Kate Krzywiec, Chartered Physiotherapist, MSc BSc (Hons) MCSP HCPC 

Running is a fantastic way to stay fit and challenge yourself! 
 
I’ve been running most of my life but competitively as a masters athlete over the last 12 years. I've seen firsthand how running can be both incredibly rewarding and challenging. It’s a fantastic way to stay fit, clear your mind, and push your limits. However, it also requires a thoughtful approach to body care to avoid injuries. 
 
If you are starting out or looking to maintain or improve your performance, it’s vitally important to approach running with care, and respect for some basics which will serve your body well. 
 
There’s in-depth reading on our Sports Injuries page and more about how physiotherapy can help running injuries. 
 
Here’s my short guide to keeping yourself in peak condition. Happy running! 

Warm-Up: The Key to a Successful Run 

A proper warm-up is crucial. It prepares your muscles, increases your heart rate, and improves circulation. 
 
Start with a few minutes of light jogging to get your blood flowing. 
 
Follow this with dynamic stretches such as leg swings, high knees, and butt kicks to activate your muscles and improve flexibility. 

Essential Exercises for Runners 

Incorporate strength training exercises into your routine to build strength and stability needed for efficient running, to enhance your running performance and reduce injury risk. 
 
Focus on: 
Core Exercises: Planks, side planks, oblique twists, dead bugs. 
Leg Power: Squats, lunges, and calf raises. 
Stability: Single-leg deadlifts and balance exercises. 
Injury Prevention: Listen to Your Body 
 
Injuries often occur when we ignore the signals our bodies send us. 

Tips to Stay Injury-Free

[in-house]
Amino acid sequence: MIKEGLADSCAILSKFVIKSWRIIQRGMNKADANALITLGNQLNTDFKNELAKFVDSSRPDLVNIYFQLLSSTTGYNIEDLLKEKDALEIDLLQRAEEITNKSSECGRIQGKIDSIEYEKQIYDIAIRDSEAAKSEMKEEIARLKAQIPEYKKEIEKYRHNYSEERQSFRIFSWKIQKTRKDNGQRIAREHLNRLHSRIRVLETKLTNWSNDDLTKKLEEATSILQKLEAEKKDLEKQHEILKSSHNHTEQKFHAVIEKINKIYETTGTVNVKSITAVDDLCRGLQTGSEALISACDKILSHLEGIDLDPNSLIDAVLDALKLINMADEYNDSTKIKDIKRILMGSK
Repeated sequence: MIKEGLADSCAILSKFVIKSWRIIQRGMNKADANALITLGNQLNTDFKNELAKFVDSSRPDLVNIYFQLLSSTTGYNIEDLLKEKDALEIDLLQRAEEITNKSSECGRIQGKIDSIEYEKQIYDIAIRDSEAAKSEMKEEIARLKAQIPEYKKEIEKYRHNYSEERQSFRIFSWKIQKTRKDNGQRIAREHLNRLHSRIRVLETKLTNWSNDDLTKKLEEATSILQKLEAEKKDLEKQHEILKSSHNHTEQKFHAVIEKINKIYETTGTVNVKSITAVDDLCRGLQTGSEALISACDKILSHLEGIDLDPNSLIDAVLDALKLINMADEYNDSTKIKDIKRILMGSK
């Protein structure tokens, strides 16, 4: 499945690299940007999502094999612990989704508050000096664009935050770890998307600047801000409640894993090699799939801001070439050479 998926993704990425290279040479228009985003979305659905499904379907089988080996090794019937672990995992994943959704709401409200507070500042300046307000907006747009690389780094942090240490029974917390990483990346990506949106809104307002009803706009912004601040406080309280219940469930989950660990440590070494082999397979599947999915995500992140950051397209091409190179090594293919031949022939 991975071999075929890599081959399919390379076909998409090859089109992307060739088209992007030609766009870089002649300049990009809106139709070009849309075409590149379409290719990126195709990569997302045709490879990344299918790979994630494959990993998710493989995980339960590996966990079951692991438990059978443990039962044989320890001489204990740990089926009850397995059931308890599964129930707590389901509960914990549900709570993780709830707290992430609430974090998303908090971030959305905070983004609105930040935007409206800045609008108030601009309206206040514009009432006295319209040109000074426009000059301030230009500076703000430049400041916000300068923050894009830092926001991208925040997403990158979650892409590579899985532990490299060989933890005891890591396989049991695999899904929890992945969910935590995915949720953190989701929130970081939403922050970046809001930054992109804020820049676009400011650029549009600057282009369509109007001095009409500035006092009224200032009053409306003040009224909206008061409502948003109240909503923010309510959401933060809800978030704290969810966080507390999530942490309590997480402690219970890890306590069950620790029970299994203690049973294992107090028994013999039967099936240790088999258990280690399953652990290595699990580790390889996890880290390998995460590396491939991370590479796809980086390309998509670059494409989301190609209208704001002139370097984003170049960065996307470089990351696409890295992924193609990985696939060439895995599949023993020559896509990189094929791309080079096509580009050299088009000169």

1. Gradual Progression: Increase your mileage and intensity gradually. The 10% rule—adding no more than 10% to your weekly mileage is a good guideline. 
 
2. Proper Footwear: Invest in quality running shoes suited to your foot type and running style. Replace them every 300-500 miles. 
 
3. Cross-Training: Incorporate low-impact activities like cycling, swimming, or Pilates to give your running muscles a break while maintaining fitness. 

Common Injuries and How to Manage Them 

Even with the best precautions, injuries can happen. Here are a few common ones and how to address them: 
 
Runner’s Knee: Often caused by overuse or poor running form. 
Strengthen your quadriceps and ensure your running technique is sound. 
 
Shin Splints: Typically due to increasing mileage too quickly or wearing improper footwear. 
Rest, ice, and gradually return to running. 
 
Achilles Tendinitis: Overuse injury, tight calves, weak calves, poor foot biomechanics is more common as we age and calf strength is important. 
Gradual progression in training load and intensity. Stretch your calves regularly and avoid excessive hill running. 

Post-Run Recovery 

Recovery is as important as the workout itself. After your run: 
 
Cool Down: Spend 5-10 minutes walking to bring your heart rate down gradually. 
Stretch: Focus on your hamstrings, calves, quadriceps, and hip flexors. Hold each stretch for at least 30 seconds. 
Hydrate and Fuel: Drink plenty of water and have a snack with carbs and protein to replenish energy stores and aid muscle repair. 

Struggling with Sports Injuries? 

Book an appointment online today. 
For more information or to book an appointment call or email the Breakspeare Clinic 
Tagged as: Injuries, Wellbeing
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